Regarding frame bags, I did take this opportunity to sort of reboot how I do bags. On the used Raleigh I had been riding, I had been using a combination of a saddle bag (which holds spare tube, levers, patch kit, etc.) and a top tube bag (Revelate "Gas Can") and just wasn't terribly fond of the combination. I had tried one other cheap Amazon top tube bag before that (one of the ones with the clear phone holder) and hated it almost immediately. This time I impulse-bought a Banjo Brothers Minnehaha Series medium frame bag and consolidated the things from the other two bags into that. I added a bottle mount on the back of my seatpost for a second bottle cage (I use the seat tube mount for my bike lock). I am much happier with this combination and am now in much less of a rush to buy a rack/bag although I am sure I will eventually anyway.
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Old 06-27-18, 11:50 PM
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I've found the Topeak bikepacking bag range was a really nice balance of price and quality. If you do decide to rejig your setup, it sounds like you could probably solve it with your existing saddle bag and running a half-frame bag.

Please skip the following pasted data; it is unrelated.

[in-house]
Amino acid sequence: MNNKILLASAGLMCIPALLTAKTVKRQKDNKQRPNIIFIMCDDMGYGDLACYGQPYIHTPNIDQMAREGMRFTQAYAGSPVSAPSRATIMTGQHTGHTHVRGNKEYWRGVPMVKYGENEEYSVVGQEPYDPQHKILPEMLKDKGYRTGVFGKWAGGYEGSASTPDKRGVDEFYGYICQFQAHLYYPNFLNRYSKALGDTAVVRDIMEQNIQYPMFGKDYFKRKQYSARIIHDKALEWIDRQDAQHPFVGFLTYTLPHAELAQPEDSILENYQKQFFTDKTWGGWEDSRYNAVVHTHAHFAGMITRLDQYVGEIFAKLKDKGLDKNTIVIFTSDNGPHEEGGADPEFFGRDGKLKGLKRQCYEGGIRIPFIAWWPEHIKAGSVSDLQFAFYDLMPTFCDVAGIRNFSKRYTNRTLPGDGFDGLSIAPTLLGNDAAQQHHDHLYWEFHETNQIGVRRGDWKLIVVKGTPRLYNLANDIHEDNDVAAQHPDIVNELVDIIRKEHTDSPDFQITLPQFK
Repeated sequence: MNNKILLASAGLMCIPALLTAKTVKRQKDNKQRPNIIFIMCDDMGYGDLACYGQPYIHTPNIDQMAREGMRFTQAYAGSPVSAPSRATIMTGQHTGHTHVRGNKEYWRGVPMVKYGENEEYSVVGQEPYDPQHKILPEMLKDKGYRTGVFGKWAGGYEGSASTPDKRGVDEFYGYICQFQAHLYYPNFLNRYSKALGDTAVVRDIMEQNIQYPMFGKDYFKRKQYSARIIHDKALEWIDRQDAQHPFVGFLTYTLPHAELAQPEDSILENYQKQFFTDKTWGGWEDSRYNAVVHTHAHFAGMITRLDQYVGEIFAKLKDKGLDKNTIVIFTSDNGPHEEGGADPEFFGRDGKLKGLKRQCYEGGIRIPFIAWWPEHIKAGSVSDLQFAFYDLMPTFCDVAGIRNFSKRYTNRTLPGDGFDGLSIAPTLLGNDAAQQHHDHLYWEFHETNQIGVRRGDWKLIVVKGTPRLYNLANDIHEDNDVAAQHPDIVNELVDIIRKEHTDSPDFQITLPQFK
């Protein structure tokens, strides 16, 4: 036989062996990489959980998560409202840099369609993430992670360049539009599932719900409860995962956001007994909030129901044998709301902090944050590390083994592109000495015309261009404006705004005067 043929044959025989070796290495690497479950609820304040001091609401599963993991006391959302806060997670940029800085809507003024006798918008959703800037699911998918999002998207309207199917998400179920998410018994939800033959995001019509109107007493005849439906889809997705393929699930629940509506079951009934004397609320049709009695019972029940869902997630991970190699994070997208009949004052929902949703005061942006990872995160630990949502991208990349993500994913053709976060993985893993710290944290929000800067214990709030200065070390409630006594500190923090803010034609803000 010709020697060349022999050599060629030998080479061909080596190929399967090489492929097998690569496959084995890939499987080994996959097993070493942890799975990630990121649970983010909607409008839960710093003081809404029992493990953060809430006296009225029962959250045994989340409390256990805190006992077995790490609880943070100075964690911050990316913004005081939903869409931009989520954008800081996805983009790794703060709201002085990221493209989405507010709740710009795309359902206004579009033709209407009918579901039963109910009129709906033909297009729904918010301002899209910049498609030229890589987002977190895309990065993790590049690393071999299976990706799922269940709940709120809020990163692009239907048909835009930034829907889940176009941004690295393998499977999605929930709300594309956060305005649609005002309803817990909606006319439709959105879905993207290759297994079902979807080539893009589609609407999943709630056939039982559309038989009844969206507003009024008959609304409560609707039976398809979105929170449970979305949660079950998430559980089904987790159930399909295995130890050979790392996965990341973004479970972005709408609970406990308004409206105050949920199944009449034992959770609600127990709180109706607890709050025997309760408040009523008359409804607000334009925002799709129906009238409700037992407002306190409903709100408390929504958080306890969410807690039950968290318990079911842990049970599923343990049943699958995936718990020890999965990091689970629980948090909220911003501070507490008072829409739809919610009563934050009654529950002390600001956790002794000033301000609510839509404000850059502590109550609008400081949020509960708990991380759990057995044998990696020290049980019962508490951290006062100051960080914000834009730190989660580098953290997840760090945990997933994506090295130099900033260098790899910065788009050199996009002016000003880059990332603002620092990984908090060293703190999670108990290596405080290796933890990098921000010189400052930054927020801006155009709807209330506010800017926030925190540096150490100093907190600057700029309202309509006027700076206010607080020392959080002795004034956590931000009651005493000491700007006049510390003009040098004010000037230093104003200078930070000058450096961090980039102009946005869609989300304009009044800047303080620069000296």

Depending on your frame size, a Wolftooth B-RAD 2 would be handy to re-position the bottle cages lower to give plenty of clearance to keep the bottles usable as well as having a semi-permanent frame bag on there.
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Old 06-28-18, 01:20 PM
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Originally Posted by jfoobar View Post
Been riding my new Exploit for the past week or so, including a hilly 40+ miler on Sunday morning. I am definitely planning on building a more road-ish wheel set for it and saving the factory wheels/tires for occasional long towpath rides. That aside, I love the bike so far. All I have changed is the seat. I didn't even bother trying the seat that came on it knowing it would be too narrow for me. I threw a Terry Liberator Y on it and am a happy camper.